St John’s Episcopal Church
Lent 4A, 3/26/2017
Zephaniah 3:14-20, John 9:1-41
Shout and rejoice, oh people of God!
Does that seem strange for you in Lent? To be told to shout, to rejoice, to exult with all our hearts?
Lent has traditionally been a dour season, a time to go without. We wear simpler wheat colored robes, sometimes we go without hangings at all, our carvings are veiled, often we use fewer hymns, we put away celebration language, we emphasize confession and self examination. When I was a child we had fish on Fridays and we all gave up some treat for our fast, mine was usually chocolate. This is the pattern for Lent that most of us grew up with, or if we came into the church later in life, that we have become accustomed to. It is just the way things are.
While I was doing my spiritual reading this week I came across an article written by a woman who has a very different Lent than I did as a child. She was raised Roman Catholic, but unlike the other children in her church she was extremely poor. The child of a single mother who worked two or sometimes three jobs to make ends meet. She told of sitting in Sunday school while all the children were encouraged to list their luxuries and chose something to give up for Lent.
Their ideas and possibilities were endless, there were X-Boxes, play stations, chocolate, sodas, going to the mall with friends, even their cell phones.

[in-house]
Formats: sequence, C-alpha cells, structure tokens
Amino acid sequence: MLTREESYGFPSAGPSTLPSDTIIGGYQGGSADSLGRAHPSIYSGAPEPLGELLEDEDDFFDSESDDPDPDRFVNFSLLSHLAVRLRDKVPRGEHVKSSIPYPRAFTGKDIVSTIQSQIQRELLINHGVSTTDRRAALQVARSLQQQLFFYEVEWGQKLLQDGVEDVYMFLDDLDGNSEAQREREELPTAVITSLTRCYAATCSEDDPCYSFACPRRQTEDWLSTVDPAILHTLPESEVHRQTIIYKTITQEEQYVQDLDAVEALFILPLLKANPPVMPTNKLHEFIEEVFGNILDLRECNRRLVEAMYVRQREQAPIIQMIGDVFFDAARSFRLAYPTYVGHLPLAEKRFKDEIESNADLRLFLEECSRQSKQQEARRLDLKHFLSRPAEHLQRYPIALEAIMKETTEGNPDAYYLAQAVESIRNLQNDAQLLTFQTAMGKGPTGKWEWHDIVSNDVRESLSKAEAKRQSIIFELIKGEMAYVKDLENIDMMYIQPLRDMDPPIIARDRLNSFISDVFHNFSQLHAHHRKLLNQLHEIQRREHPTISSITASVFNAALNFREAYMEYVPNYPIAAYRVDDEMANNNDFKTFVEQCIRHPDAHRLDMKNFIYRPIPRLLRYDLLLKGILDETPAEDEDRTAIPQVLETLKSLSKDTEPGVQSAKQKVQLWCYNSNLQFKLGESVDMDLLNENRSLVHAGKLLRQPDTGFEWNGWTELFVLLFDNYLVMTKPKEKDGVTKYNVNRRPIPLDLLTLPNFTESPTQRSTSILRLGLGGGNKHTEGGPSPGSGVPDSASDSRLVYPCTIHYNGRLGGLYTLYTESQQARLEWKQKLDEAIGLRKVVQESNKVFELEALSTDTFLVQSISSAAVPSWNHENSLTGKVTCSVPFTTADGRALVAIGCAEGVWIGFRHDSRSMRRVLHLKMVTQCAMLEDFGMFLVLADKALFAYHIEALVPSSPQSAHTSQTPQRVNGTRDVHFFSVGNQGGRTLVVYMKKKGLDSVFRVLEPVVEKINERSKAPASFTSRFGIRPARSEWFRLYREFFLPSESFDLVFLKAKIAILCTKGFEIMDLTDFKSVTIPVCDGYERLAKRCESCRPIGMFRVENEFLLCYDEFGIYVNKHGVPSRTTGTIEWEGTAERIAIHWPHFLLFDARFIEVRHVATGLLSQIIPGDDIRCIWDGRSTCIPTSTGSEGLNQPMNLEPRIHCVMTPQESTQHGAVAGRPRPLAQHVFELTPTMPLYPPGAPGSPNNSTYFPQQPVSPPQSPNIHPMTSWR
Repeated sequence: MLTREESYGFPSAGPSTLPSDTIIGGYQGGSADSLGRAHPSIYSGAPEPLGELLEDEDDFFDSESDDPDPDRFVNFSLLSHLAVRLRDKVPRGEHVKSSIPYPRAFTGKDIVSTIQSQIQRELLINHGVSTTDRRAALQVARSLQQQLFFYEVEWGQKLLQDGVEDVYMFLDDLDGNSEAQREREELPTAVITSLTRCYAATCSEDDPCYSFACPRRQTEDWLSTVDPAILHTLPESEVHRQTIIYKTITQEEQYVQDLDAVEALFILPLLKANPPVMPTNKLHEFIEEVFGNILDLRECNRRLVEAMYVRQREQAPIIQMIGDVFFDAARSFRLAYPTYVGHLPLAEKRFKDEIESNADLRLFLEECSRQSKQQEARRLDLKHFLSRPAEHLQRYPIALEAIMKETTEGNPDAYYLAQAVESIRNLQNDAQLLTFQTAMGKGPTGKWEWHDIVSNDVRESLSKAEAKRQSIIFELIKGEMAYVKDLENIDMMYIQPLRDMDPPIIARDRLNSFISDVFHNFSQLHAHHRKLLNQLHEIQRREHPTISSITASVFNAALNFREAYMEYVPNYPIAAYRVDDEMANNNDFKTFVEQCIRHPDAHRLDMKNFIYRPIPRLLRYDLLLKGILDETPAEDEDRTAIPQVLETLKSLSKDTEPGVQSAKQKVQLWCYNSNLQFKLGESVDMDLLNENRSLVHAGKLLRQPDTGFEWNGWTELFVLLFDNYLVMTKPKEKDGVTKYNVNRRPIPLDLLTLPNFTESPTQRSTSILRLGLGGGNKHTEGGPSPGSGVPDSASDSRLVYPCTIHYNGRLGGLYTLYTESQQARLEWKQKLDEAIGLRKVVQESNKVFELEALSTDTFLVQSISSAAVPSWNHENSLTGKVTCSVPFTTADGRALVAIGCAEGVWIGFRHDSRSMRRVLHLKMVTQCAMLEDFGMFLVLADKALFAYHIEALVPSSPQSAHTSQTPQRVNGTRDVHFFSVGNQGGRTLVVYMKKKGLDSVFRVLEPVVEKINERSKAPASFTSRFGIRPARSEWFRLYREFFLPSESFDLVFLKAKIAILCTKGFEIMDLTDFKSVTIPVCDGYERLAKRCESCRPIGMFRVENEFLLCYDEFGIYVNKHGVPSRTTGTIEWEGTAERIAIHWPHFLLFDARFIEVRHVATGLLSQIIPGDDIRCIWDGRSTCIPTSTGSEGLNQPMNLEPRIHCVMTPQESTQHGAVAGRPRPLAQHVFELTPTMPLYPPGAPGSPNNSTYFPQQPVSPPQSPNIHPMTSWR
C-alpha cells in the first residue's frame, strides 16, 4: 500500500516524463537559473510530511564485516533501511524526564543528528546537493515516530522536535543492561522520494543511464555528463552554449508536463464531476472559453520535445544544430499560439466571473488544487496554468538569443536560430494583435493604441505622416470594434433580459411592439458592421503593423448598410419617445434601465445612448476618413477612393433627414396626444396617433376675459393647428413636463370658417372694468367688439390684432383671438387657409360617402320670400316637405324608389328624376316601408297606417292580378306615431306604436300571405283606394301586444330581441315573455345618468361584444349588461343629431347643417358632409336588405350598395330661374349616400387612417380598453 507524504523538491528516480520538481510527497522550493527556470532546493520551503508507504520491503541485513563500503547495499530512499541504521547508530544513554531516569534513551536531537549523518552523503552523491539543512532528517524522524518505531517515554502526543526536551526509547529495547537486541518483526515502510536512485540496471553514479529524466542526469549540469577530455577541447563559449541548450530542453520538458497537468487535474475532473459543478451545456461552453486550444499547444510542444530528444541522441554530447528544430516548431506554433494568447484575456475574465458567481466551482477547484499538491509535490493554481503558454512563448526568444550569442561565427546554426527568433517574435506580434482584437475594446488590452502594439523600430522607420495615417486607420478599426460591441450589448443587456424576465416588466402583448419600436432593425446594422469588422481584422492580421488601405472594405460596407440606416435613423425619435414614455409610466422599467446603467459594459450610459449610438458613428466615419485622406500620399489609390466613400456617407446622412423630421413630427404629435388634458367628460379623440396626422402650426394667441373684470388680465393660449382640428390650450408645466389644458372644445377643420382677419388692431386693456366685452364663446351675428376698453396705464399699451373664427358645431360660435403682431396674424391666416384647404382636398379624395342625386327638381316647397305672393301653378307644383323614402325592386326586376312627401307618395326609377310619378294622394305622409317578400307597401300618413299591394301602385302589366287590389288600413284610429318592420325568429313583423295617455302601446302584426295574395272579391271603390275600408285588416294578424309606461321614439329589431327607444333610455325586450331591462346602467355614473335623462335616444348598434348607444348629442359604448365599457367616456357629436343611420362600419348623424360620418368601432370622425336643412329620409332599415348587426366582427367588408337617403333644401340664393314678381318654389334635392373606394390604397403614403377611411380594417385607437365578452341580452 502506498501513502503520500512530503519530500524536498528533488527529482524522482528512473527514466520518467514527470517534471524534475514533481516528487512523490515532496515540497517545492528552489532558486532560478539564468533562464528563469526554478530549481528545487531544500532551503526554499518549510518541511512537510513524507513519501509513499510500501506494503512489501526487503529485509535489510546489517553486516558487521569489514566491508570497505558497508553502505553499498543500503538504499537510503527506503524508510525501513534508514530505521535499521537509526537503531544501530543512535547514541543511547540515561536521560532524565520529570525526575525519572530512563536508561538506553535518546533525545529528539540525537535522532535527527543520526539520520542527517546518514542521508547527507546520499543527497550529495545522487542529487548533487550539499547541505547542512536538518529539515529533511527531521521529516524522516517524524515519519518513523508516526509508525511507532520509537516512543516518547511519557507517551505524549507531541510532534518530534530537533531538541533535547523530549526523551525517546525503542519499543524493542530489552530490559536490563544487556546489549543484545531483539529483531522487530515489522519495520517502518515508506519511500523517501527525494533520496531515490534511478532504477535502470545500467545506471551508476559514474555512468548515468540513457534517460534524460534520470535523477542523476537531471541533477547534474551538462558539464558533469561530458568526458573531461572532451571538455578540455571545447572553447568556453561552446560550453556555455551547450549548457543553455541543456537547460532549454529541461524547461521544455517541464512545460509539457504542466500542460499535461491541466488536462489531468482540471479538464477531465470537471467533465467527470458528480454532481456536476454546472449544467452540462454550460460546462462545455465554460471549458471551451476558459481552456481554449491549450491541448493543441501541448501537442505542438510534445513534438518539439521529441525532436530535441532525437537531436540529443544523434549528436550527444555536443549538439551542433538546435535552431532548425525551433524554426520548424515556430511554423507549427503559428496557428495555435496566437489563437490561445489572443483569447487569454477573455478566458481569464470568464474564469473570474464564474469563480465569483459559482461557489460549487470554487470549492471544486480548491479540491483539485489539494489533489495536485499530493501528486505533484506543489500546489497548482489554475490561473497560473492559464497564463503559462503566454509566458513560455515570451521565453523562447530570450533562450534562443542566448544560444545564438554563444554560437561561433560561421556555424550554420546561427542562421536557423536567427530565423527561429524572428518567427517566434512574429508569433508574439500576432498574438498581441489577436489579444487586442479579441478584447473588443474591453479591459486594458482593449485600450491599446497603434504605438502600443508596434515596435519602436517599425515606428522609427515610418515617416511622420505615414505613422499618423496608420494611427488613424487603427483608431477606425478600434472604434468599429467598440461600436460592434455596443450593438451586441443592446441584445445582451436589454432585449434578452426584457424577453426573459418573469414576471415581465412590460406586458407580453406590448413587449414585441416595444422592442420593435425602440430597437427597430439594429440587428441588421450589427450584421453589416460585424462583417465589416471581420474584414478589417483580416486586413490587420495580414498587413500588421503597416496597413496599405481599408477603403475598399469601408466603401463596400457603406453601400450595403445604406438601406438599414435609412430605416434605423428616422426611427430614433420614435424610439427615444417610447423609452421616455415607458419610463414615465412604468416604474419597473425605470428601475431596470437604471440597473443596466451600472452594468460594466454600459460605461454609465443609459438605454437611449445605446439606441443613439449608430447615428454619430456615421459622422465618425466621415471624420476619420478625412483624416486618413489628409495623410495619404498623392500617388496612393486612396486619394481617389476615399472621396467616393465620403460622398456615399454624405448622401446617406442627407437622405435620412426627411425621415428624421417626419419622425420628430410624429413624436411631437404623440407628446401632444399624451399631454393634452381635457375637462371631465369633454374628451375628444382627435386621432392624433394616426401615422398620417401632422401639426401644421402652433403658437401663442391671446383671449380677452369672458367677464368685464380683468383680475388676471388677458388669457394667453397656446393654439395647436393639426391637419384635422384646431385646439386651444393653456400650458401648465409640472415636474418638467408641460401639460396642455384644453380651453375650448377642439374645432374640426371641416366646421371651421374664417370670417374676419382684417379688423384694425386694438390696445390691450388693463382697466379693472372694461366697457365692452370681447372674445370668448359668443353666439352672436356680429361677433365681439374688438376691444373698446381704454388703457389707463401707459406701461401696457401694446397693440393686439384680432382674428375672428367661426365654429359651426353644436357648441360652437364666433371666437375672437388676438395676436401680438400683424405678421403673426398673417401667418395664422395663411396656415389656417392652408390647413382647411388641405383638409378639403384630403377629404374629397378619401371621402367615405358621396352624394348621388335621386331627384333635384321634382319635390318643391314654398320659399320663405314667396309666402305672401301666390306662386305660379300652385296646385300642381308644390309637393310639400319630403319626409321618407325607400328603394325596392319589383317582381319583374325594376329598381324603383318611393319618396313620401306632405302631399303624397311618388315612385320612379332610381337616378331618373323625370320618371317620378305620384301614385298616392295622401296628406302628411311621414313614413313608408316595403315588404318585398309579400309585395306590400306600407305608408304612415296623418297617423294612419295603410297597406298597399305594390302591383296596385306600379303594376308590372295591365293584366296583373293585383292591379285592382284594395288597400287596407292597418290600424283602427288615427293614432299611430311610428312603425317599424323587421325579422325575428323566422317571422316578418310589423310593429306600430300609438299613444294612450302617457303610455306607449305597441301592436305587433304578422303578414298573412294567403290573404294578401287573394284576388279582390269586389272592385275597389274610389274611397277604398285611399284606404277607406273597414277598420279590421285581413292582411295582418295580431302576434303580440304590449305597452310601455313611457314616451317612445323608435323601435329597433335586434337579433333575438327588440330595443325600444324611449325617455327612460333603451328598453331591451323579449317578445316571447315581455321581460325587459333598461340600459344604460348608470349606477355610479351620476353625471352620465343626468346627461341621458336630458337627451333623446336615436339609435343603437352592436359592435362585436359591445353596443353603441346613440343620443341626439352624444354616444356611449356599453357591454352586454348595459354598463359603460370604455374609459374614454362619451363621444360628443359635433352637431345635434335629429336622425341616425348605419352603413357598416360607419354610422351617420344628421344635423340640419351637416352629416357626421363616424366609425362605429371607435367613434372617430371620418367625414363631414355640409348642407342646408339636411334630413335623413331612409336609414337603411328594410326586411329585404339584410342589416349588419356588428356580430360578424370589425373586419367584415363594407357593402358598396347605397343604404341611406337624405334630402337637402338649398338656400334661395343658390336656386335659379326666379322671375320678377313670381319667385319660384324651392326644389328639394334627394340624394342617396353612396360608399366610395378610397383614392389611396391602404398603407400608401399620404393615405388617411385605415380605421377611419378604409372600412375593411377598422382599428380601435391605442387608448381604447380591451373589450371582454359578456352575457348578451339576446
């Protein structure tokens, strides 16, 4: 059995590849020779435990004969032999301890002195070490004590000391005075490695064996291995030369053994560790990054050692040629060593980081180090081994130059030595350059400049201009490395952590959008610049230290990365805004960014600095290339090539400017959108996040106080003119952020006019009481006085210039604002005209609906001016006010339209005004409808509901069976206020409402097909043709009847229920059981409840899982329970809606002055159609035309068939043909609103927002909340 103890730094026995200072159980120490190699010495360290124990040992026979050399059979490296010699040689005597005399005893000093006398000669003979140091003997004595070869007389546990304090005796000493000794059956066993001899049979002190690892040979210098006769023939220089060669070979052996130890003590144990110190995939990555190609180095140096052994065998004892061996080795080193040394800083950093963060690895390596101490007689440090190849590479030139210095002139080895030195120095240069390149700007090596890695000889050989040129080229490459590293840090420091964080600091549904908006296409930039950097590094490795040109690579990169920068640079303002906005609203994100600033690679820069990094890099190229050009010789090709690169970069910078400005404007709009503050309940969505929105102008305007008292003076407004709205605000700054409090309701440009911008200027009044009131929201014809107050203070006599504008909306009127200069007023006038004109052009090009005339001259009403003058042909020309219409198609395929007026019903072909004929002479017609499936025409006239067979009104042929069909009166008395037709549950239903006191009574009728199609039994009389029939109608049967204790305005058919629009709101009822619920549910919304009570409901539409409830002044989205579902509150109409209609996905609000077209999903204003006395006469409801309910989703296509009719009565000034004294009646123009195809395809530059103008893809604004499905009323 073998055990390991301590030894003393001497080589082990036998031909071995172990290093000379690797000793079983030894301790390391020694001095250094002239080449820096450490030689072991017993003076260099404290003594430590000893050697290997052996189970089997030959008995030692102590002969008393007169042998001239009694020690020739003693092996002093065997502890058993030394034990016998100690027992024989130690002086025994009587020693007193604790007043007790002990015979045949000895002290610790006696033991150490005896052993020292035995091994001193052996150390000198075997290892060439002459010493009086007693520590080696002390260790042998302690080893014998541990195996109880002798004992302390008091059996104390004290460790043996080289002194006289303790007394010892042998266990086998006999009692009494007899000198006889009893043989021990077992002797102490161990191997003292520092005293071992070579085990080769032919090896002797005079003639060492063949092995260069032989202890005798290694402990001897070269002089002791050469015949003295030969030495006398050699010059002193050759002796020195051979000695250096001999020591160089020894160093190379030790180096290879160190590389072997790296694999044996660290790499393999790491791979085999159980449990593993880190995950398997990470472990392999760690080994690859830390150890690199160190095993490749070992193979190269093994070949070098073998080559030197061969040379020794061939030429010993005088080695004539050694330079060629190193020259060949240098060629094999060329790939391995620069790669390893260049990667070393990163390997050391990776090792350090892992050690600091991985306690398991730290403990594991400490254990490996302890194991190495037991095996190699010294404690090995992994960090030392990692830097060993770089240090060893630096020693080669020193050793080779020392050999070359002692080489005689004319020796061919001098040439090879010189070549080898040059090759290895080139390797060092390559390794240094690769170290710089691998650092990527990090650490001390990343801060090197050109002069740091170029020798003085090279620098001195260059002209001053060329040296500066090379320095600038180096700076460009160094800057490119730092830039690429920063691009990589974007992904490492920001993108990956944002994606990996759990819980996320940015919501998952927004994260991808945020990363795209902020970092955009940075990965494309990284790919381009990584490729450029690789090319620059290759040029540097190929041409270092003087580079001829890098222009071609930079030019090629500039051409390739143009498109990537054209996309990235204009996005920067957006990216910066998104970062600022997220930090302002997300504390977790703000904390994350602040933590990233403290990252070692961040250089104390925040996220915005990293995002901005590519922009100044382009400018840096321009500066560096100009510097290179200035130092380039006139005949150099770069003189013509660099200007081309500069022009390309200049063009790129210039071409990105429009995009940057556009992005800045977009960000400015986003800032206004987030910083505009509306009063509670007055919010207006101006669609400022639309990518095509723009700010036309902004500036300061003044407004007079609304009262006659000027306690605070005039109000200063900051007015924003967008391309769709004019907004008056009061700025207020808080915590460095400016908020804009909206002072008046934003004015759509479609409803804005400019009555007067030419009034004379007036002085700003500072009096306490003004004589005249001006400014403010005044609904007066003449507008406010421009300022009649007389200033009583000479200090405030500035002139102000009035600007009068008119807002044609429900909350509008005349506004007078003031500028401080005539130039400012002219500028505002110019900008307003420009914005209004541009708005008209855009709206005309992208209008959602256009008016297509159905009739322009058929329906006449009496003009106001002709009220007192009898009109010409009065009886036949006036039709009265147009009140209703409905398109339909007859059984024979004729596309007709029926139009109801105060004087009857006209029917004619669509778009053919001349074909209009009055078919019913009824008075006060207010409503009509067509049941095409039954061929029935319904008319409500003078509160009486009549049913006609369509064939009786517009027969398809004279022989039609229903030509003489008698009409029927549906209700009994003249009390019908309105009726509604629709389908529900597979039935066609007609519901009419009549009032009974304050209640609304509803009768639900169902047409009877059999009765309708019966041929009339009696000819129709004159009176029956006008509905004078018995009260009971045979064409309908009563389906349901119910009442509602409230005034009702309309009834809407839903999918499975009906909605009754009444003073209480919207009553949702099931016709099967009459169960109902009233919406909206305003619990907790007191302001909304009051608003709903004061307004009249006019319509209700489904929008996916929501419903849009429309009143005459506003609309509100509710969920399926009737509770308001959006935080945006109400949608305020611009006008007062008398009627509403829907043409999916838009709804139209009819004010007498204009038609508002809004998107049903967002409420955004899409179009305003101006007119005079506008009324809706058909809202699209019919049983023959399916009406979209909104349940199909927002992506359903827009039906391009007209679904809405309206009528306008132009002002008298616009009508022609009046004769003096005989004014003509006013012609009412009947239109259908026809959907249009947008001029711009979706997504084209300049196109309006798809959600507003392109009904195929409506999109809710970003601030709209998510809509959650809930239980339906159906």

She found herself lost and confused because she couldn’t come up with anything to give up, luxury wasn’t something that existed in her life where often she went to bed hungry and cold. Finally her teacher said, you have a TV don’t you, why don’t you give up TV? In her house that was a little 15” unit with rabbit ears that got two channels and that she watched alone in the evenings while her mother worked her second job. Good Catholic that she was she did as she was told. She sat alone in her dark, chilly, one room apartment with that tiny TV off and she cried with loneliness. She realized only years later how wrong that Lent was.
Zephaniah’s vision of rescue by God is, like the entire Bible, undeniably communal. God rescues God’s people all together as a group. In the story of God’s love affair with humanity one thing comes through time and again. We rise or we fall as a people, not as individuals.
Zephaniah knew what the answer was to Cain’s question to God about his brother Abel: “Am I my brother’s keeper?”
Yes. Says Zephaniah. Rejoice, you are your brother’s keeper.
That we are responsible for what happens to our brothers and sisters is not a particularly popular message today. I suspect it never has been. We make much of individual sin because it is small, easy to grasp and feels like something we can change without really changing anything. But we carry the weight of communal sin. We are called to reform our corporate life, not just our individual lives. I suspect that is much, much harder. God rescues us together. God invented the idea that we don’t leave anyone behind.